Backup Tips - Prevent data loss with a good backup strategy
A comprehensive data backup strategy is vital to your data security. Too many people wait until disaster strikes before they think about a backup. A good backup is an excellent way to protect against viruses, deteriorating hard drives, disasters and human errors. If it would not be cost effective or even possible to re-enter data, then you need a backup strategy.
Step 1: Plan for data backup
1 Think about where you keep your backup.
2 If you live in an area that can flood, don't store your backup in the basement.
3 If the storage location for your backups is protected by sprinklers, what will the water do to the backups?
4 If there is an earthquake, will you be able to get to your data. An off site copy or online backup is an excellent idea.
5 Store a full backup at another location to protect against fire, theft, or other disaster.
6 If your data is critical it may be a good idea to have a quarterly and yearly backup as well so that you can recover files that may have been deleted, but not discovered until months later.
Step 2: Begin a backup routine
1 Make backing up a part of your normal scheduled daily tasks.
2 Don't count on anyone else to back your data up for you.
3 Do backups of your own critical data.
Step 3: Tailor your backup strategy to your needs
1 To determine the best schedule for your data backup, it is important to know how often your data changes. If your data changes weekly, a daily backup might be overkill. If you have critical data that updates every hour, you may need to back up several times a day.
2 It's a good idea to have at least three different backups of your data.
3 Full backups can be supplemented by incremental backups. An incremental backup will only back up files that have changed since the last full backup, and is normally much quicker than a full backup.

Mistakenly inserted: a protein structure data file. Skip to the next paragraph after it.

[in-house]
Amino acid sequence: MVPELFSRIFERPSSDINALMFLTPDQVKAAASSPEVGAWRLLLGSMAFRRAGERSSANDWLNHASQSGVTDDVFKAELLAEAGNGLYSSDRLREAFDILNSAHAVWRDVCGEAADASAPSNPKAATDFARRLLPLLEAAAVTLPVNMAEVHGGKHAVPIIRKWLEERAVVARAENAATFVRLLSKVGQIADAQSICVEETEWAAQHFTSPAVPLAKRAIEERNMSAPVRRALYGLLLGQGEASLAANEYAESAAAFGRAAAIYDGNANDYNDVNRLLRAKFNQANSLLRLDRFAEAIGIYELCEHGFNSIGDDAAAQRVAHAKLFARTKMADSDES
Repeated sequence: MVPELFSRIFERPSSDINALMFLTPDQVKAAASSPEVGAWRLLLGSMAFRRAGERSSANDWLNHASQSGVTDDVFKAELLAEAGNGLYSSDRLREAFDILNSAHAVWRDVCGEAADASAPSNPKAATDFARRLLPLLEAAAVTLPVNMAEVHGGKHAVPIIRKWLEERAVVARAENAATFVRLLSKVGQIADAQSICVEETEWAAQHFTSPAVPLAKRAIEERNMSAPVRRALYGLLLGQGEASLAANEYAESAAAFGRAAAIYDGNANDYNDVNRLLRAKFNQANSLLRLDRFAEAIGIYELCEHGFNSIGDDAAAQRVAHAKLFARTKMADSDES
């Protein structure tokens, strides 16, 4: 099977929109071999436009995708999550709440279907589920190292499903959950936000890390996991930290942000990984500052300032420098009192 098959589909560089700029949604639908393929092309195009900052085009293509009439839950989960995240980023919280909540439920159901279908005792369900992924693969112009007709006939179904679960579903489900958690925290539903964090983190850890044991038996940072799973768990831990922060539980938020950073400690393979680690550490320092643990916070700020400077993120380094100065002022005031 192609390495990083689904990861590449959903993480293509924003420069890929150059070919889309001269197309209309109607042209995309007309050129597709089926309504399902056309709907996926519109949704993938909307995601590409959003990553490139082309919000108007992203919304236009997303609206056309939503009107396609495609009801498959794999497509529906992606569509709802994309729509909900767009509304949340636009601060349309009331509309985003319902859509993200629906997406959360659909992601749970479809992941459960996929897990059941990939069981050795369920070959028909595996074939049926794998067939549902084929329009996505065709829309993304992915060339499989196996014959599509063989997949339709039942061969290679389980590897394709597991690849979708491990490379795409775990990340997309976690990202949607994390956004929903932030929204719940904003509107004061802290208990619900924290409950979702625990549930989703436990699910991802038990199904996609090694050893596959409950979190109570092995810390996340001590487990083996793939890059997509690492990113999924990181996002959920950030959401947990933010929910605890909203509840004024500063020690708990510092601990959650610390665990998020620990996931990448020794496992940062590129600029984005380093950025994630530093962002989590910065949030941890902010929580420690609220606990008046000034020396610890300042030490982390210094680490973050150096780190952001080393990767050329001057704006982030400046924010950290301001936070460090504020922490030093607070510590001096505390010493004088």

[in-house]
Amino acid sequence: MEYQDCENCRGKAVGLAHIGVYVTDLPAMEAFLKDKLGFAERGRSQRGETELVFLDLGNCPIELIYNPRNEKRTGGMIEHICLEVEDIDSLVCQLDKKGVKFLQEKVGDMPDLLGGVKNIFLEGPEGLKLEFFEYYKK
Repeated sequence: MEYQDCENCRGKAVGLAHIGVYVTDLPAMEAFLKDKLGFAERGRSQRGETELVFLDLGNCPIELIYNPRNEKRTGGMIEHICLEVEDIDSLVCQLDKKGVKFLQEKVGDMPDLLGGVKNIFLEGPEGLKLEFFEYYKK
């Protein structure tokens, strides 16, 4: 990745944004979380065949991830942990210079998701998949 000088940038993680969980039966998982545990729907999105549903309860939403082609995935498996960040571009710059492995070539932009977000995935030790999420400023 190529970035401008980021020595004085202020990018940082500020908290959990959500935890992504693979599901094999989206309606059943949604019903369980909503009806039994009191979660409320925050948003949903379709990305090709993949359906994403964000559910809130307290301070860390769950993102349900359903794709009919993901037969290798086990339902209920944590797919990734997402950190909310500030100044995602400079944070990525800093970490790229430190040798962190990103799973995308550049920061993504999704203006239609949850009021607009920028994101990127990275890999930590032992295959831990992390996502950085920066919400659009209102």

For example, If you run an incremental backup at the end of each work day, it protects all your newest data if anything happens overnight, and all of the data not backed up by the incremental backup is still protected by the full backup you may run every weekend.
Step 4: Be sure to test your backup periodically
Don't simply rely on backup software to get it right 100% of the time, no matter how good you think your backup software is. To ensure that your backups are protecting you, periodically test the backup jobs by attempting to restore them to an alternate location. This will bring out any flaws or corrupt data before it is too late.
Also, most backup applications also have a "backup log" or generate a "backup report" that can quickly identify any problems or skipped files in the backup job. Be sure to review these logs every time your backups complete for anything suspicious.
Did you know?
1 Recent surveys have recently said that only about 60% of the backups companies think they have completed are usable.
2 34% of companies NEVER test their backups.
3 77% of those who have tested their backups have discovered failed backups before they were needed.
Step 5: A backup of a backup of a backup
Many people think a backup is simply moving their photos, videos, music, financial documents, or other important files off to an external hard drive or removable disk. However, simply moving data from one location to another isn't giving you any extra protection in case disaster strikes. If there aren't at least two separate copies of your data, it isn't a backup at all.
However, even though a single backup may be a good start (two copies of your irreplaceable files), there is still some risk for data loss, especially if both copies are kept in the same location. (Think about things such as fires, theft, floods - if any one of these happened, they could easily damage or destroy both copies of your data.)
For the best protection against data loss, especially from catastrophic events, having at least three copies of your data (the original files, an easily-accessible backup, and a protected copy of your backup) is recommended. While some large companies may use dedicated off-site data storage services for this, you don't have to be a big company to have three copies of your data. Even something as simple as using an inexpensive online backup service to keep a 3rd copy of your data will be sufficient.